Key accused wanted ‘medal’ for 26/11 Mumbai attacks ‘contribution’: Report

Tahawwur Ranna, who is currently lodged in a Los Angeles prison, is now awaiting extradition to India

Tahawwur Rana
Rana, 59, a childhood friend of David Coleman Headley, was re-arrested on June 10 in Los Angeles | File Photo

Pakistani-origin Canadian businessman Tahawwur Rana, a key accused in the 26/11 Mumbai attacks case, believed that he deserved a “medal” for his “top class” contribution, and also wanted the same to be conveyed to his Pakistani co-conspirator David Coleman Headley, according to reports. He had also said that the Indians “deserved it”.

India has declared Rana a fugitive for his involvement in the 2008 terror attacks and he is currently lodged in a Los Angeles prison, awaiting extradition to India. A US court has set February 12 as the date for hearing his extradition case.

Rana, 59, was re-arrested on June 10 in Los Angeles on the basis of the extradition request by India for his involvement in the 2008 attack in which 166 people, including six Americans, were killed. He was earlier arrested in October 2009 by the US police soon after Headley’s arrest at Chicago O’Hare airport.

According to The Hindu, which claimed to have exclusive access to his extradition papers, FBI had intercepted a conversation between Rana and Headley in 2009, during which they demanded “Pakistan’s highest military honour” for the terrorists killed during the attacks. The report said the two were good friends and had attended military high school together.


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US District Court Judge in Los Angeles Jacqueline Chelonian said in her order on November 13 the Extradition Hearing in this case is scheduled for February 12, 2021, at 10 am. Rana has time till December 21 to file his opposition to the extradition request. The government of United States will have another month’s time to file its reply.

In its motion on September 28, the US government supported Rana’s extradition to India where he has been charged with the offences of conspiracy to wage war, commit a terrorist act, the waging of war, the commission of murder, and a terrorist act. But Rana argued the US decision not to extradite his co-conspirator, David Headley, to India is inconsistent and bars his extradition.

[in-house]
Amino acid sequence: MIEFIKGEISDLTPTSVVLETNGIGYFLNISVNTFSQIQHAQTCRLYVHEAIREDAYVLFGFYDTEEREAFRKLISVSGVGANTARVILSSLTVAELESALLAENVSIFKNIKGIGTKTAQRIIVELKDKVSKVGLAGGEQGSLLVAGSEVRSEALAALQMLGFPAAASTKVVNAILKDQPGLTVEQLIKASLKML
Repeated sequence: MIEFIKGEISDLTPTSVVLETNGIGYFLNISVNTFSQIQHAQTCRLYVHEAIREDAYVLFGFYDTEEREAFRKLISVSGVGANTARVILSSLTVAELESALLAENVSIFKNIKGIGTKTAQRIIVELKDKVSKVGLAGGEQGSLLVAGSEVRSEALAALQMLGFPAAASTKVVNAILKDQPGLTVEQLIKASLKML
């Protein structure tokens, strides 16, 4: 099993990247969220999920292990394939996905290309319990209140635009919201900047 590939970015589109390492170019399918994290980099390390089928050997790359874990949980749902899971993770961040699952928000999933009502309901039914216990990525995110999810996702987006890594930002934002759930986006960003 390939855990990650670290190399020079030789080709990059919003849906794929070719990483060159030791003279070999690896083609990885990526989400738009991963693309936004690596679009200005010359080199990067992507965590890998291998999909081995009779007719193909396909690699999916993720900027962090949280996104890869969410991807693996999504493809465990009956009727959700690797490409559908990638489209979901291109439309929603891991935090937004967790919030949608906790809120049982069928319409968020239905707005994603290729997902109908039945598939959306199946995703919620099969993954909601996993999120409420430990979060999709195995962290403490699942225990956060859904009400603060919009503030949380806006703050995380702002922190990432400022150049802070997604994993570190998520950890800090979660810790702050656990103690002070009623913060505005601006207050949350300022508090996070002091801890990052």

However, the US government argued the plea agreement established that Headley would not be extradited to India, said US attorney Nicola T Hanna.

Rana’s situation is different because he neither pleaded guilty nor cooperated with the United States. As a result, cannot avail himself of the benefits afforded to Headley through his negotiated plea. Such a position is neither inconsistent nor a bar to extradition, he said.

Unlike Rana, Headley immediately accepted responsibility for his conduct and pleaded guilty to all of the charges in the Superseding Indictment, Hanna said. As per the plea agreement, the US agreed that it would not extradite Headley to India for the foregoing offenses, including conduct within the scope of those offenses for which he’s been convicted in accordance with this plea so long as he fully discloses all material facts concerning his role with respect to these offenses and abides by all other aspects of this agreement.

Related | Mumbai attack co-conspirator re-arrested in US, stares at extradition

Pakistan-born Rana completed Army Medical College there and served in Pakistani Army as a doctor for more than a decade, but eventually deserted it. He’s now a Canadian citizen, but was a resident of Chicago where he had a business. Court papers say he has also resided in and travelled to Canada, Pakistan, Germany and England and speaks seven languages.

According to the federal prosecutors, between 2006 and November 2008, Rana conspired with Headley, also known as Daood Gilani, and others in Pakistan to assist Lashkar-e-Taiba (LeT) and Harakat ul-Jihad-e-Islami, both US-designated terrorist organisations, to plan and carry out the Mumbai terrorist attacks.

Pakistani-American LeT terrorist Headley was involved in plotting the 2008 Mumbai terror attack. He was made an approver in the case, and is currently serving a 35-year prison term in the US for his role in the attack. India seeks his arrest on a number of offences, including the conspiracy to commit murder, conspiracy to commit forgery for the purpose of cheating, and murder under relevant sections of the Indian Penal Code (IPC).

The 2008 Mumbai attack was one of the most horrific terrorist attacks in India in which 166 people were killed and over 300 injured as 10 heavily-armed terrorists from Pakistan created mayhem in the country’s financial capital. Pakistani national Mohammed Ajmal Kasab, the lone terrorist captured alive, was hanged to death on November 21, 2012.

(With inputs from agencies)